Tips and Tricks for Getting Babies to Sleep – From a Professional Newborn Photographer

Photo Credit: JW Brown Photography

As a professional newborn photographer, I have had the privilege of working with hundreds of newborn babies. Many of the babies I photograph come for a studio newborn session, where I soothe, rock, and then pose the newborns in various ways to achieve beautiful images their parents love and treasure.

Photo Credit: JW Brown Photography
Photo Credit: JW Brown Photography

This job requires an interesting mix of skills. Not only did I have to learn equipment settings, professional lighting, styling, posing, swaddling (more on that in a moment), and camera angles, but I also had to up my game on a huge part of the job; soothing babies.

Most newborn studio poses require a baby to be sound asleep. I have to be able to not only get an infant to sleep but also keep them asleep while I say, roll them onto their tummy, tuck their fingers under their chin, and align their legs and feet in a way that makes the final image visually pleasing (see below). All babies are different, and some tolerate this better than others. However, in my years of doing this work, I’ve found a few things that work for almost every baby.

Photo Credit: JW Brown Photography


1. Embrace the Power of White Noise. 

Newborns are accustomed to the constant sounds they hear in the womb, so replicating that environment can work wonders for their sleep. White noise machines or apps can help mimic the familiar sounds of the womb, such as gentle rain or a low hum. The consistent noise can help mask sudden noises and lull your baby into a peaceful sleep.

I have a small white noise machine attached to my studio lighting, which means it is always close at hand (and turned on its highest volume setting). I have also been known to hum a single note very loudly, over and over again. While it sounds ridiculous, it soothes the babies into a deep sleep.

Photo Credit: JW Brown Photography
Photo Credit: JW Brown Photography

2. I Use Pacifiers During My Sessions.

While some parents choose not to introduce pacifiers for a variety of good reasons, I find them invaluable for lulling a newborn to sleep. Sucking is a natural soothing mechanism for infants, and a pacifier can provide comfort and relaxation. For obvious reasons, I pop it out as soon as I can to get the picture I want to take. But a pacifier 100% helps me get to that place.

Photo Credit: JW Brown Photography

3. Wrap, wrap, wrap! 

Swaddling is an age-old technique that mimics the snug feeling of being in the womb. For photography, I can wrap the baby in various ways that look pretty in pictures AND soothe the baby at the same time.

Wrapping a newborn securely in a soft, breathable swaddle can provide security and comfort. I use stretchy, jersey-knit fabrics (at least on the bottom layer) to get a snug but not-too-tight fit. If a baby comes to me and refuses to settle for any other pose, the wrapped/swaddled options always work. I haven’t yet met a baby who doesn’t like it, and I can swaddle them in a bunch of different ways for their pictures. There are a wide variety of options with velcro and zippers for at-home use, making them easy and convenient to use.

Photo Credit: JW Brown Photography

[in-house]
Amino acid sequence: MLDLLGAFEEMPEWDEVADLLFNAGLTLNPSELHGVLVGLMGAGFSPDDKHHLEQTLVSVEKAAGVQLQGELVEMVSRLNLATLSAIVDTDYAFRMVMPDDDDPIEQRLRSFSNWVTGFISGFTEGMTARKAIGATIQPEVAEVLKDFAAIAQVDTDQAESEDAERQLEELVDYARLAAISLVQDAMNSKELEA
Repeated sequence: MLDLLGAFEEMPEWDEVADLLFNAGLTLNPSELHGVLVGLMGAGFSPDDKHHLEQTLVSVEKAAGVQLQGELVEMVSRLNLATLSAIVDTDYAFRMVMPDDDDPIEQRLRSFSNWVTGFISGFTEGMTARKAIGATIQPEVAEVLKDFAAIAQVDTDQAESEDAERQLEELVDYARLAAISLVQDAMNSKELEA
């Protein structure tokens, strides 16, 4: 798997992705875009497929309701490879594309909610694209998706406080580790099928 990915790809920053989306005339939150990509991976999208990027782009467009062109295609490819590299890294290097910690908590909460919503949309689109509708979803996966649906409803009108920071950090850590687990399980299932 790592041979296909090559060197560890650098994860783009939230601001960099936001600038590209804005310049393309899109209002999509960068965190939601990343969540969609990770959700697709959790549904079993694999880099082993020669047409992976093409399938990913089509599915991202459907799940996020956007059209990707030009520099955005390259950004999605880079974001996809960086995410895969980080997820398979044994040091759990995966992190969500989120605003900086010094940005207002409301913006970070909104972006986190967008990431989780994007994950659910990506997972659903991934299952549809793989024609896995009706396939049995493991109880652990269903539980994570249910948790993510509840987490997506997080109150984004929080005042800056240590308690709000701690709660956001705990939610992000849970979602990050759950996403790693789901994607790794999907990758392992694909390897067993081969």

4. Gentle, Firm Hands. 

Similar to the point about swaddling, babies enjoy the gentle-but-firm pressure of my hands on their bodies as they drift off into sleep. Newborns are born with the startle reflex, which can often wake them up. Applying gentle pressure with my hands can help provide a sense of security and reduce their startle reflex. Once I get a baby into position, I always keep my hands in place for a few moments before I grab my camera. 

Photo Credit: JW Brown Photography

5. The Soothing Effect of Movement and Vibration.

There’s a reason parents for thousands of years have rocked, patted, walked, and gently bounced their babies. It’s no different in my studio. If a baby is super agitated (while not hungry; hungry babies go to their moms for food), I can walk him or her around and do a combination of rock/pat that usually does the trick before I try to pose them for pictures again.

I also use a Lullavibe, a small machine shaped like a ping-pong paddle emitting gentle vibration. It often provides the extra bit of sleepy mojo to get the babies to relax into a deep sleep. I place it where it leans on the baby’s back. In the image above, I’ll start with a pacifier in, Lullavibe on, and my hands in place. Then I’ll gently pull the pacifier out, gradually pull my hands off the baby, and the last step is grabbing the Lullavibe off and setting it nearby but out of the shot. While many newborn photographers use this same tool, it is designed to be placed under a crib mattress at home.

As a mom with three kids of my own, many of these skills were second nature to me when I started doing this work. However, I’ve tweaked them and added them to my arsenal of tricks for my newborn sessions. Before I go, however, I have one more thing to mention.

Photo Credit: JW Brown Photography

6. One Extra Tip.

For sibling pictures, I know you’ll be attempting to DIY at home (and yes, they can be a doozy sometimes!); embrace all of the above tips to get the baby solidly asleep, AND be sure to implement a swaddle. It’s much easier for an older sibling (especially toddlers and preschoolers) to be willing to hold/snuggle a sleeping, swaddled baby than it is for them to manage an awake newborn with limbs that move around.

What tips and tricks work for you when getting babies to sleep?


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